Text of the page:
Texas hold 'em starting hands
Texas hold 'em starting hands consists of two hole cards in the poker game of Texas hold 'em, which belong solely to the player and remain hidden from the other players. Five community cards are also dealt into play. Betting begins before any of the community cards are exposed, and continues throughout the hand. The player's "playing hand", which will be compared against that of each competing player, is the best 5-card poker hand available from his two hole cards and the five community cards. Unless otherwise specified, here the term hand applies to the player's two hole cards, or starting hand.
There are 1326 distinct possible combinations of two hole cards from a standard 52-card deck in hold 'em, but since suits have no relative value in poker, many of these hands are identical in value before the flop. For example, and are identical in value, because each is a hand consisting of an ace and a jack of the same suit.
Therefore, there are 169 non-equivalent starting hands in hold 'em, which is the sum total of : 13 pocket pairs, 13 × 12 / 2 = 78 suited hands and 78 unsuited hands (13 + 78 + 78 = 169).
These 169 hands are not equally likely (see Poker probability (Texas hold 'em)). Hold 'em hands are sometimes classified as having one of three "shapes":
- Pairs, (or "pocket pairs"), which consist of two cards of the same rank (e.g. ). One hand in 17 will be a pair, each occurring with individual probability 1/221 (P(pair) = 3/51 = 1/17).
- Suited hands, which contain two cards of the same suit (e.g. ). Four hands out of 17 will be suited, and each suited configuration occurs with probability 2/663 (P(suited) = 12/51 = 4/17).
- Offsuit hands, which contain two cards of a different suit and rank (e.g. ). Twelve out of 17 hands will be nonpair, offsuit hands, each of which occurs with probability 2/221 (P(offsuit non-pair) = 3*(13-1)/51 = 12/17).
It is typical to abbreviate suited hands in hold 'em by affixing an "s" to the hand, as well as to abbreviate non-suited hands with an "o" (for offsuit). That is,
- QQ represents any pair of queens,
- KQ represents any king and queen,
- AKo represents any ace and king of different suits, and
- JTs represents any jack and ten of the same suit.
There are 25 starting hands with a probability of winning at a 10-handed table of greater than 1/7.
Limit hand rankings
Some notable theorists and players have created systems to rank the value of starting hands in limit Texas hold'em. These rankings do not apply to no limit play.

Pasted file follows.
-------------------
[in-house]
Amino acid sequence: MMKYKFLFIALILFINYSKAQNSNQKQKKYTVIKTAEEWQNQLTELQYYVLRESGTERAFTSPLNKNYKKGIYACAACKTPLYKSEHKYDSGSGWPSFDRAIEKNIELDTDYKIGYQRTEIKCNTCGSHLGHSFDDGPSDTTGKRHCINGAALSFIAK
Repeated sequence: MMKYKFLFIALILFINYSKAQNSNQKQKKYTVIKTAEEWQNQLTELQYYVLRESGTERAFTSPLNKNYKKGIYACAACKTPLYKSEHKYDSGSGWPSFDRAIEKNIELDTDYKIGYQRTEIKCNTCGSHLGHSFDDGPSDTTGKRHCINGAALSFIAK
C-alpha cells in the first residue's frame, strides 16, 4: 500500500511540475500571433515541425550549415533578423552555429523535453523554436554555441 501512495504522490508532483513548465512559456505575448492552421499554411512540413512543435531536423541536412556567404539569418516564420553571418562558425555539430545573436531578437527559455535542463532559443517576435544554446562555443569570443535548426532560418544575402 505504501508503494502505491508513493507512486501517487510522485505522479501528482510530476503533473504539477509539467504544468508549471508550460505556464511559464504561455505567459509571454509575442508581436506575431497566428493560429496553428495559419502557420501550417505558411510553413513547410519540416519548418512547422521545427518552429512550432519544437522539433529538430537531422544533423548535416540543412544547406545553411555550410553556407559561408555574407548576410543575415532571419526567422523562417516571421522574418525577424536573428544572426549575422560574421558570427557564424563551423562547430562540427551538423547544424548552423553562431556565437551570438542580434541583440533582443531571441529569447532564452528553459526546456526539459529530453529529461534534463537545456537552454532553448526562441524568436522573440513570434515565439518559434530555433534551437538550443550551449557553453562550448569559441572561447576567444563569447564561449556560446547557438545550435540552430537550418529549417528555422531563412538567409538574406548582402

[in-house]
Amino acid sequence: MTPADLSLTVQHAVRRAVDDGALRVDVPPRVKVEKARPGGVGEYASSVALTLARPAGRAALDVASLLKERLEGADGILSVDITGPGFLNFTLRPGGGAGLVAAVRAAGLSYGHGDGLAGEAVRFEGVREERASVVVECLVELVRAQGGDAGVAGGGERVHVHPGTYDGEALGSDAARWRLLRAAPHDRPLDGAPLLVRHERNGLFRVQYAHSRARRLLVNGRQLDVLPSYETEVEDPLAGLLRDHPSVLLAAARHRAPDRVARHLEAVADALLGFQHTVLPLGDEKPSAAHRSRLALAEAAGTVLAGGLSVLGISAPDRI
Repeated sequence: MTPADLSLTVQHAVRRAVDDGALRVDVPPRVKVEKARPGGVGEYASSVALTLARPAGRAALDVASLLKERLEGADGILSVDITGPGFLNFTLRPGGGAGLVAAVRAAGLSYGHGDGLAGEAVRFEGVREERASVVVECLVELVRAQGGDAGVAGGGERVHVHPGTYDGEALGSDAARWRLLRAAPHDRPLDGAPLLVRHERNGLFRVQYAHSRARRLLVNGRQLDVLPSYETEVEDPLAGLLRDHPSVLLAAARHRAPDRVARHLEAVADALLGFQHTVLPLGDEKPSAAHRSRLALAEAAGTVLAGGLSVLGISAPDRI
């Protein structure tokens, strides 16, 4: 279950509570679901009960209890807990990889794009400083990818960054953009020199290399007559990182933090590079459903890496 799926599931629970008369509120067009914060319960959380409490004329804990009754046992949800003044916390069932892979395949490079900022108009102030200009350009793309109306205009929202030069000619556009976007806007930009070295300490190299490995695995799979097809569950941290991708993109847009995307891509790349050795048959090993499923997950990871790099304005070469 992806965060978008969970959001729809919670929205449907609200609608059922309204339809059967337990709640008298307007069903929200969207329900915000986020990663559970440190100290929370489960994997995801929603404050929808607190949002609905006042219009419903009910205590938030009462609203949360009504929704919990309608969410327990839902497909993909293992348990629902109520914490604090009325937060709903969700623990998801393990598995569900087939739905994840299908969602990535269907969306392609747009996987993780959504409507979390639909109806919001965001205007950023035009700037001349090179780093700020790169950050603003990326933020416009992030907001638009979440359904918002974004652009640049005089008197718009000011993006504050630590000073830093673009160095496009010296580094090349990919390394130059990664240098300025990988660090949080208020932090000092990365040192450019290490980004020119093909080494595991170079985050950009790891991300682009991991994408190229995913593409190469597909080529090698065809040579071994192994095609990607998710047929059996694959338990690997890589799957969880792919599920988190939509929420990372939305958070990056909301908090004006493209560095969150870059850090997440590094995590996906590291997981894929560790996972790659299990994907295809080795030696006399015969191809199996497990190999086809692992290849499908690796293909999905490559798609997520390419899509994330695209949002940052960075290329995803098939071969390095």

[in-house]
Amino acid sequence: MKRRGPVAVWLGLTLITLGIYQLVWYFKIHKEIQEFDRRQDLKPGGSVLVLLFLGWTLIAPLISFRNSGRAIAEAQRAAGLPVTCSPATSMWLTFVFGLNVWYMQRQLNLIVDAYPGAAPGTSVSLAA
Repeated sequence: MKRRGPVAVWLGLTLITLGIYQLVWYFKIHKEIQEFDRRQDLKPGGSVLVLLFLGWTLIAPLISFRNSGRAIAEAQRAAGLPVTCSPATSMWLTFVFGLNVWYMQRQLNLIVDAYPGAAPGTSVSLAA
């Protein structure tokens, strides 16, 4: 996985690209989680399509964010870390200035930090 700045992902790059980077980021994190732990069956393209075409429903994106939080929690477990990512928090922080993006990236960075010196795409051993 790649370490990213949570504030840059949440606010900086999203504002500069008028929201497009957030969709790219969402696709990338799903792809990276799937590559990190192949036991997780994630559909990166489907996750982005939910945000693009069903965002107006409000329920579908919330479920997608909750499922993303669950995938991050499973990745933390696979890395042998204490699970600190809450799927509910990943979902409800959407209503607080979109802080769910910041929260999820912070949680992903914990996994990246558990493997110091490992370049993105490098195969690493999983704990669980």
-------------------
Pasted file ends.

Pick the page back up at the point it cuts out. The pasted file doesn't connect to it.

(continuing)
Sklansky hand groups
David Sklansky and Mason Malmuth assigned each hand to a group, and proposed all hands in the group could normally be played similarly. Stronger starting hands are identified by a lower number. Hands without a number are the weakest starting hands. As a general rule, books on Texas hold'em present hand strengths starting with the assumption of a nine or ten person table. The table below illustrates the concept:
Based on the highest card, assign points as follows: Ace = 10 points, K = 8 points, Q = 7 points, J = 6 points. 10 through 2, half of face value (10 = 5 points, 9 = 4.5 points, etc.)
For pairs, multiply the points by 2 (AA=20 , KK=16, etc.), with a minimum of 5 points for any pair. 55 is given an extra point (e.g, 6).
Add 2 points for suited cards.
Subtract 1 point for 1 gappers (AQ, J9) 2 points for 2 gappers (J8, AJ). 4 points for 3 gappers (J7, 73). 5 points for larger gappers, including A2 A3 A4
Add an extra point if connected or 1-gap and your highest card is lower than Q (since you then can make all higher straights)
Phil Hellmuth's: "Play Poker Like the Pros"
|1||AA, KK, AKs, QQ, AK||Top 12 Hands|
|2||JJ, TT, 99||(cont.)|
|3||88, 77, AQs, AQ||(cont.)|
|4||66, 55, 44, 33, 22, AJs, ATs, A9s, A8s||Majority Play Hands|
|5||A7s, A6s, A5s, A4s, A3s, A2s, KQs, KQ||(cont.)|
|6||QJs, JTs, T9s, 98s, 87s, 76s, 65s||Suited Connectors|
Statistics based on real online play
Statistics based on real play with their associated actual value in real bets.
|1||AA, KK, QQ, JJ, AKs||2.32 - 0.78|
|2||AQs, TT, AK, AJs, KQs, 99||0.59 - 0.38|
|3||ATs, AQ, KJs, 88, KTs, QJs||0.32 - 0.20|
|4||A9s, AJ, QTs, KQ, 77, JTs||0.19 - 0.15|
|5||A8s, K9s, AT, A5s, A7s||0.10 - 0.08|
|6||KJ, 66, T9s, A4s, Q9s||0.08 - 0.05|
|7||J9s, QJ, A6s, 55, A3s, K8s, KT||0.04 - 0.01|
|8||98s, T8s, K7s, A2s||0.00|
|9||87s, QT, Q8s, 44, A9, J8s, 76s, JT||(-) 0.02 - 0.03|
Nicknames for starting hands
In poker communities, it is common for hole cards to be given nicknames. While most combinations have a nickname, stronger handed nicknames are generally more recognized, the most notable probably being the "Big Slick" - Ace and King of the same suit, although an Ace-King of any suit combination is less occasionally referred to as an Anna Kournikova, derived from the initials AK and because it "looks really good but rarely wins." Hands can be named according to their shapes (e.g., paired aces look like "rockets", paired jacks look like "fish hooks"); a historic event (e.g., A's and 8's - dead man's hand, representing the hand held by Wild Bill Hickok when he was fatally shot in the back by Jack McCall in 1876); many other reasons like animal names, alliteration and rhyming are also used in nicknames.
- No-Limit Texas Hold'em by Angel Largay
- David Sklansky and Mason Malmuth (1999). Hold 'em Poker for Advanced Players. Two Plus Two Publications. ISBN 1-880685-22-1
- Hold'em Excellence: From Beginner to Winner by Lou Krieger, Chapter 5, pages 39 - 43, Second Edition
- Aspden, Peter (2007-05-19). "FT Weekend Magazine - Non-fiction: Stakes and chips Las Vegas and the internet have helped poker become the biggest game in town". Financial Times. Retrieved 2010-01-10.
- Martain, Tim (2007-07-15). "A little luck helps out". Sunday Tasmanian. Retrieved 2010-01-10.